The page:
ENDELL STREET: The Trailblazing Women who ran World War One's Most Remarkable Military Hospital
My latest book tells the story of the suffragette doctors, Louisa Garrett Anderson and Flora Murray, who set up and ran the Endell Street Military Hospital in the heart of London in World War One. It is published by Atlantic Books in the UK and - as No Man's Land - by Basic Books in the US.
Praise for Endell Street and No Man's Land
"An absolute delight. Wendy Moore has performed an incredible feat of historical detective work and the result is a gripping account of courage and determination." - Amanda Foreman.
"Wendy Moore's rich storyteller's voice has brought back the lives and achievements of these brave and brilliant women." - Andrea Wulf.
"Endell Street is an extraordinary story, and beautifully told." - Anita Anand.
"Meticulously research and beautifully executed." - Lindsey Fitzharris.
"Their riveting story provides a vivid alternative portrait of wartime London as well as an overdue tribute to the brilliance and bravery of extraordinary women." - The Bookseller, Editor's Choice.
The Legacy of Endell Street - hear my interview with Digital Drama about the aftermath of the First World War for the women of Endell Street Hospital.
The Mesmerist tells the true story of the mania for mesmerism - hypnotism - that gripped Victorian Britain. Championed by John Elliotson, a respected doctor and professor of medicine, mesmerism drew widespread support from scientists, aristocrats and intellectuals including Charles Dickens and William Makepeace Thackeray. Hundreds declared themselves cured by mesmerism while others underwent surgery with no sign of pain. Elliotson even founded a mesmeric hospital. Yet ultimately mesmerism was defeated by a conservative medical profession insisting that doctor knows best. The potential benefits of hypnotism were lost to medicine and are only now being gradually realised once again.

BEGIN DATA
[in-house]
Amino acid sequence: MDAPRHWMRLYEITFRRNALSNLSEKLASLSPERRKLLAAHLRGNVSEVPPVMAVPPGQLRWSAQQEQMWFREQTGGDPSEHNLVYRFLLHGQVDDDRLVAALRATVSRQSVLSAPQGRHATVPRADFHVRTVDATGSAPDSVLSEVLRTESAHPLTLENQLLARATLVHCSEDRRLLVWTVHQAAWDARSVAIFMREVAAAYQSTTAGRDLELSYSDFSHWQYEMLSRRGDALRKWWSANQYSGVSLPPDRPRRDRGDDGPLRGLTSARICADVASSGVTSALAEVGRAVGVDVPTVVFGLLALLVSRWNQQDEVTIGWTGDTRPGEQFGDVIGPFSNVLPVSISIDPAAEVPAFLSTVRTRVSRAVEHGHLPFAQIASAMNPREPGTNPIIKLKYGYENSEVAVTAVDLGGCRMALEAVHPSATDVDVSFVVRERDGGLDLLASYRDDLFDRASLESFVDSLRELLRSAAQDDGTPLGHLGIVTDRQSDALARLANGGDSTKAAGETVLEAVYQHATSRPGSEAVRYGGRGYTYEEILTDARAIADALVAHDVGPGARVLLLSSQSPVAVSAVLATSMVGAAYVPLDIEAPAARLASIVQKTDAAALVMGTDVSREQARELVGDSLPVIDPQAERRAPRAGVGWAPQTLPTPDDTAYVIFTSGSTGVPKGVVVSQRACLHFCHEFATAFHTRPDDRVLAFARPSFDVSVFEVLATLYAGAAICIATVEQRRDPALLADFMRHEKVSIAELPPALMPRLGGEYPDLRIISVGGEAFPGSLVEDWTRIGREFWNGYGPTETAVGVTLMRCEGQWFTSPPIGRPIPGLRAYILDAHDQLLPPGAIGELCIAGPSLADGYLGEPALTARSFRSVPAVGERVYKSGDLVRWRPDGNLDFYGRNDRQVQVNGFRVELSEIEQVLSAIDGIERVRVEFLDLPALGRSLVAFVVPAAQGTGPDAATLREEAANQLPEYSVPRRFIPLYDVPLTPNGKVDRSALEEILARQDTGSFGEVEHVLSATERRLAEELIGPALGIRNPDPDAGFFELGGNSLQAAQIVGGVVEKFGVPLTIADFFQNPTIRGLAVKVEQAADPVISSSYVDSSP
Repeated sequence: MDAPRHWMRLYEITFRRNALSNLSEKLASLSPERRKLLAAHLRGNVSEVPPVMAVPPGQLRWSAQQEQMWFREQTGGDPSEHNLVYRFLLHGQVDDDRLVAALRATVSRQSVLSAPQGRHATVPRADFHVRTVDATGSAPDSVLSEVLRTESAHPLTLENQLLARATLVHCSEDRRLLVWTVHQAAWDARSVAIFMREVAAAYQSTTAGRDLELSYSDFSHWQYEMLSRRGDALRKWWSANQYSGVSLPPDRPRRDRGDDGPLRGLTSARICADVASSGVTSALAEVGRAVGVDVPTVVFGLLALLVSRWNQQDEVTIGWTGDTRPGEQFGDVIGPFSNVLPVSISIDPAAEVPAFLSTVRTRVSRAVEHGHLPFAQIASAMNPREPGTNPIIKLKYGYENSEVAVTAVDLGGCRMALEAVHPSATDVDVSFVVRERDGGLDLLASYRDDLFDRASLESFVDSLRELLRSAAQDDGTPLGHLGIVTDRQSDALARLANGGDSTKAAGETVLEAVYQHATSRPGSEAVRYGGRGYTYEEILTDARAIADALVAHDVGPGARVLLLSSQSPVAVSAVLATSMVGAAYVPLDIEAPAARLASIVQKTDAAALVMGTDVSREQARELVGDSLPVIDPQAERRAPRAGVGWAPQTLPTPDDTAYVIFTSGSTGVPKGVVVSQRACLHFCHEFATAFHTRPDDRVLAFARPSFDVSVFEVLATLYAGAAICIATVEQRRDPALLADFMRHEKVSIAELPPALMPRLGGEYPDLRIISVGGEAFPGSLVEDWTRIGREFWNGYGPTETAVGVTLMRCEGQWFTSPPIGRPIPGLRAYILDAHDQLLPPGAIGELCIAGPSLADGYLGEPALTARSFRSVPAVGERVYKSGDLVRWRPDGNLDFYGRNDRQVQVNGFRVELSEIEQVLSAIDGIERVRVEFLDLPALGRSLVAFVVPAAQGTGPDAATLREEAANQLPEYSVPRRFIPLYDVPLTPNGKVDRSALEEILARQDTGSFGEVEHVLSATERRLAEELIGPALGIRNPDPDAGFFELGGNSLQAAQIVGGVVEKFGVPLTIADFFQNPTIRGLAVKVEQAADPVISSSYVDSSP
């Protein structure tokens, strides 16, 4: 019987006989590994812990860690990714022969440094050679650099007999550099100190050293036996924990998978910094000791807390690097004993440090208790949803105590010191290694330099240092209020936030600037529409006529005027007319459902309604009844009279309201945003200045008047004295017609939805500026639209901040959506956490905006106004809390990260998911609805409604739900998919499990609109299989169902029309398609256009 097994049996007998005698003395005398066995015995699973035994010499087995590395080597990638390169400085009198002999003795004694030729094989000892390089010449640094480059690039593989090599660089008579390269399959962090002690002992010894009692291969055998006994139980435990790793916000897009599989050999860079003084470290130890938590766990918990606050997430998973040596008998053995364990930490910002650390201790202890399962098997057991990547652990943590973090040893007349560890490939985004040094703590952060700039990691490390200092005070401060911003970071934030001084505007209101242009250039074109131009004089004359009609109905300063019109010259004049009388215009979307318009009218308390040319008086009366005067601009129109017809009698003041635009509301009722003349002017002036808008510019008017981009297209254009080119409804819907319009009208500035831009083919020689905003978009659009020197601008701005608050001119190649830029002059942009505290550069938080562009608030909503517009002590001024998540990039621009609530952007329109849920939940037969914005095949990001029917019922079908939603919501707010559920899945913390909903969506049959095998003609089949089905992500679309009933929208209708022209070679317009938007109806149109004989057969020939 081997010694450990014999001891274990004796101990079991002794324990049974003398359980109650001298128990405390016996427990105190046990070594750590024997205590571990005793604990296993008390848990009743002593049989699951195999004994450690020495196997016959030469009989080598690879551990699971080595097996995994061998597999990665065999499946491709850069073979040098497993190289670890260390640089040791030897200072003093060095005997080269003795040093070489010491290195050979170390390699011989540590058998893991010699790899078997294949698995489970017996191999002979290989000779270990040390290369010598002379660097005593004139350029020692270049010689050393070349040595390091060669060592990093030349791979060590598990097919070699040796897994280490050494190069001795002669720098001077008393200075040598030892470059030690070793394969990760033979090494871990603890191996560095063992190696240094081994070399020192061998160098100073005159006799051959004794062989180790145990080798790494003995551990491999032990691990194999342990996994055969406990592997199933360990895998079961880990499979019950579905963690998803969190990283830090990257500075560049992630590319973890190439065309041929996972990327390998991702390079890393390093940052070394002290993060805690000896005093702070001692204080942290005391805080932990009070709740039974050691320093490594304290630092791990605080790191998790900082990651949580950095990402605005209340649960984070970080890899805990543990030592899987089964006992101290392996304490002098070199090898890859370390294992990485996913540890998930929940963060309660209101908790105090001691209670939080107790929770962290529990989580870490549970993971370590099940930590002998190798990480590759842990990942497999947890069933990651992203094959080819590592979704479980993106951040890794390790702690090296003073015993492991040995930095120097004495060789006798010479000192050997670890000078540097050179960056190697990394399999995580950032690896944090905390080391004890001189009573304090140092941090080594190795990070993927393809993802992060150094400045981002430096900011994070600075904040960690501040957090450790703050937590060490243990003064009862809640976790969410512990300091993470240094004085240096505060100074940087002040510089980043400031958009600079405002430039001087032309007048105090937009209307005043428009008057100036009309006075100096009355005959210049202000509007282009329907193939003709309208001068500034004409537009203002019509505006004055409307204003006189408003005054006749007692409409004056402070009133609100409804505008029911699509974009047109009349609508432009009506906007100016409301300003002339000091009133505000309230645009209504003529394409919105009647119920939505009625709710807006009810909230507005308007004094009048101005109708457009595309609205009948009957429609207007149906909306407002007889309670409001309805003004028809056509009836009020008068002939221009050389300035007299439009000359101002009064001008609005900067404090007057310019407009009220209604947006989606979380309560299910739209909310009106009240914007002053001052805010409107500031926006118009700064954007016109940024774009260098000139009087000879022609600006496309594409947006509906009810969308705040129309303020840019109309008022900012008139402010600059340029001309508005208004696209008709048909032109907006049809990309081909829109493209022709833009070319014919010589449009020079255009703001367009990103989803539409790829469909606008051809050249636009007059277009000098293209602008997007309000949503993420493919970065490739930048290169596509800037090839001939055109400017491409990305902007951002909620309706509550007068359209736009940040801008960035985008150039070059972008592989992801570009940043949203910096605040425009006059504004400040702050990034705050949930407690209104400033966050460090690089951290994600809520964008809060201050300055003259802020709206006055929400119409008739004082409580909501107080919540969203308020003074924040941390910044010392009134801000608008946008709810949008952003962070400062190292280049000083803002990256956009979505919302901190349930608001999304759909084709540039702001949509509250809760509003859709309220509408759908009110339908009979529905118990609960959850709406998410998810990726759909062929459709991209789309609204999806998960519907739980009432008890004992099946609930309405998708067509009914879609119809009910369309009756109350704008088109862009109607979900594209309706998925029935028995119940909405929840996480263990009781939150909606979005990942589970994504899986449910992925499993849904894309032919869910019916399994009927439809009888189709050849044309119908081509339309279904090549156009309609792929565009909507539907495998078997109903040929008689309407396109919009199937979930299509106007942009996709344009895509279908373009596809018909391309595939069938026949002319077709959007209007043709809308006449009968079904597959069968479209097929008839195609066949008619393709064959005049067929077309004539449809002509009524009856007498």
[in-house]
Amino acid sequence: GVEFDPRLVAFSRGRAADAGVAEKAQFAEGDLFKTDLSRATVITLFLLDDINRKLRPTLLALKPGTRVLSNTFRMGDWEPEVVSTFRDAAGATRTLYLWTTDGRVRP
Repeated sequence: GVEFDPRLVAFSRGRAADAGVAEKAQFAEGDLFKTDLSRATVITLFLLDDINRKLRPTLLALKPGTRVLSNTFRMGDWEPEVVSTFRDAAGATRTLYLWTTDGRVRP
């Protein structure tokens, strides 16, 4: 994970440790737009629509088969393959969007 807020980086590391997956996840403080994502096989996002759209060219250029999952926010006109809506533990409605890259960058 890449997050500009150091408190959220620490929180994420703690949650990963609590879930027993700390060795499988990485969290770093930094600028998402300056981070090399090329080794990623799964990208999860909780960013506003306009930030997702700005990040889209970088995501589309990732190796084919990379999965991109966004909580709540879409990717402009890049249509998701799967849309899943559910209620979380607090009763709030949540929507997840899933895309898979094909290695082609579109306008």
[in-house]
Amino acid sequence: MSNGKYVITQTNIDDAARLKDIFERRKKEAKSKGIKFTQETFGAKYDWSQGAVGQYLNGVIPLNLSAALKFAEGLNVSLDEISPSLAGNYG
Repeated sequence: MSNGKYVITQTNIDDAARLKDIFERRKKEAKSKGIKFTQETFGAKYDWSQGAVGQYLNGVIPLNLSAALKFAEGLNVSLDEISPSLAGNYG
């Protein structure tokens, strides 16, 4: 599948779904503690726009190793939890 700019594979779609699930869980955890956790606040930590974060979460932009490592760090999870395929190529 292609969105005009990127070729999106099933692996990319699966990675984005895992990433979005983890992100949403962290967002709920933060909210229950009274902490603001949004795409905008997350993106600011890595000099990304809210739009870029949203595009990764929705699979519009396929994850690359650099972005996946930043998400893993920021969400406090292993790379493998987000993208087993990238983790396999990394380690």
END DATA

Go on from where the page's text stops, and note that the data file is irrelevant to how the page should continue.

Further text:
Guardian Book of the Day - 'lively study .. told with gusto'
'engrossing study' ... 'witty and instructive' - Daily Telegraph*****
'a thrilling account' - Literary Review
'vivid set pieces - Times
'Wendy Moore is an expert guide to the world of early 19th-century medicine, and this fascinating book is packed with buccaneering, larger-than-life doctors and gruesome operations, as well as the minutely documented antics of the Okey sisters' - Spectator
The Knife Man: blood, body-snatching and the birth of modern surgery
Revered and feared in equal measure, John Hunter was the most famous surgeon of 18th-century London. Rich or poor, aristrocrat or human freak, suffering Georgians knew that Hunter's skills might well save thier lives. But if he failed their corpses could end up on his dissecting table, their bones and organs destined for his remarkable museum. Acclaimed today as the father of modern surgery, Hunter advanced biological understanding and anticipated the evolutionary theories of Darwin. He provided inspiration for both Dr Jekyll and Dr Dolittle.
'A gruesome but fascinating biography ... Definitely not for the squeamish, this visceral portrait offers a wonderful insight into sickness, suffering and surgery in the 18th century. Excellent' - The Guardian
Wedlock: how Georgian Britain's Worst Husband met his Match
Mary Eleanor Bowes was the richest heiress in 18th-century Britain. Married at 18 to John Lyon, the 9th Earl of Strathmore, she was great-great-great-great- grandmother of the current Queen. But when her husband died and left her with five children she fell under the spell of a charming Irish soldier, Andrew Robinson Stoney. When Mary heard her gallant hero was mortally wounded in a duel she felt she could hardly refuse when he asked her to marry him. Yet within hours of the wedding Stoney underwent a miraculous recovery and Mary found herself trapped in a brutal marriage. Wedlock tells the remarkable true story of Mary's triumph and revenge.
'The best biography that I have read in a long time. It's gripping ... addictive' - Mail on Sunday
How to Create the Perfect Wife: the true story of one gentleman, two orphans and an experiment to create the ideal woman
Summer 1769. Eccentric and wealthy English gentleman Thomas Day knew exactly the kind of woman he wanted to marry. Unfortunately he could not find her in the drawing rooms of fashionable 18th-century society. So Day came up with an extraordinary idea. He took two girls, aged 11 and 12 from the Foundling Hospital in order to educate them and choose the best candidate for his wife. Inevitably, Day's plan did not go well.
'In this enthralling, brilliantly researched book, Wendy Moore has uncovered a story so weird that you have to keep reminding yourself that it actually happened' - Mail on Sunday